Common Misconceptions About The Criminal Justice System

When it comes to criminal justice, not many people have a lot of knowledge about it. When people get charged with criminal offenses, they have thousands of questions about the court process and the legal penalties. This is because, for most people, it is their first time interacting with the criminal justice system.

If you have only seen and heard about the criminal justice system from television and web series, you must believe in various misconceptions. It is important to shed light on the facts before you make a bad move and worsen the situation. A Houston criminal defense lawyer can help you avoid mistakes and explain your legal options.

Common misconceptions about the criminal justice system 

  • You can only make one phone call. 

The number of phone calls allowed after an arrest is not specified in the US Constitution. However, a person is still allowed a couple of phone calls to notify their family members and attorney. A person can be allowed to make more than one phone call if they have multiple parties to inform or to call another individual if the first one does not pick up.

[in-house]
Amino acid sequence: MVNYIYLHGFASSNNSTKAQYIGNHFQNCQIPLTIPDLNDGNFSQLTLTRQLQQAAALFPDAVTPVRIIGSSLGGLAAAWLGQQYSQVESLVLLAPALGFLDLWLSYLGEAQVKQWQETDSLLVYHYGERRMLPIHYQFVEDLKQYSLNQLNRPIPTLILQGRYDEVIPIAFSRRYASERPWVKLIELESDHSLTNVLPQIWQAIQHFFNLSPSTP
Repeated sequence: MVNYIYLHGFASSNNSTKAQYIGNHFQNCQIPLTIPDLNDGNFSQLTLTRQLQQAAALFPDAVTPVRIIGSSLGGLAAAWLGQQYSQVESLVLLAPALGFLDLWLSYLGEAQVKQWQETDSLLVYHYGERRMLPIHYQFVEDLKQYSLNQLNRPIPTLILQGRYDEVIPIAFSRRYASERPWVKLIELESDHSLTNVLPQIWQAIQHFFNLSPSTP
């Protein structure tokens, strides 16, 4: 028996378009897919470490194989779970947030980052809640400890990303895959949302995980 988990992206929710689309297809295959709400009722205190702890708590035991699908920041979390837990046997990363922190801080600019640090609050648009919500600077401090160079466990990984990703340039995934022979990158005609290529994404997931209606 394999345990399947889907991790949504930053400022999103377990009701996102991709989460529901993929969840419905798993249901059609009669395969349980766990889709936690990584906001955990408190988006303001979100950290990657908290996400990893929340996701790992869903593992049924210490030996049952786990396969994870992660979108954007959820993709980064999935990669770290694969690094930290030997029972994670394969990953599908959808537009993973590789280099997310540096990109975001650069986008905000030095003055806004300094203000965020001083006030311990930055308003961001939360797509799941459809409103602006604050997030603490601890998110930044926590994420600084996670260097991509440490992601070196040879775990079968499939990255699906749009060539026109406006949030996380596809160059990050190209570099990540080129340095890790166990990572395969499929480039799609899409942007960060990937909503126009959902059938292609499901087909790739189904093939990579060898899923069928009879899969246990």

• Victims can decide to drop the charges. 

While the police consider the victim’s statements, they alone cannot decide whether the charges should be dropped or not. The victim is free to make complaints, but what happens after that depends entirely on the criminal justice system. So even if the victim decides to drop the charges afterward, it is no longer within their right to do so. Once the complaint is filed, the prosecution makes the decision. 

  • The police must identify themselves. 

Somewhere along the way, the misconception was formed that police are required to identify themselves as officers of law enforcement before taking any action. Not only is this untrue, but it also defies logic because if this were the case, sting operations would not be possible.

Part of this myth is associated with entrapment. Entrapment is when people are coerced into committing a crime. However, simply being offered the opportunity to do something illegal is not entrapment. 

  • Giving long sentences to convicts makes the world a safer place. 

You may have seen victims demanding justice by requesting the court to give long sentences to convicts to teach them a lesson. However, that is one of the biggest misconceptions prevailing in today’s time. Longer sentences do not usually make reformed people but give the prisoners time to learn more tactics from other prisoners.

If you have been accused of a crime in Houston, you should not wait until the last moment to hire an attorney. When it comes to your freedom and reputation, it is better to be safe than sorry.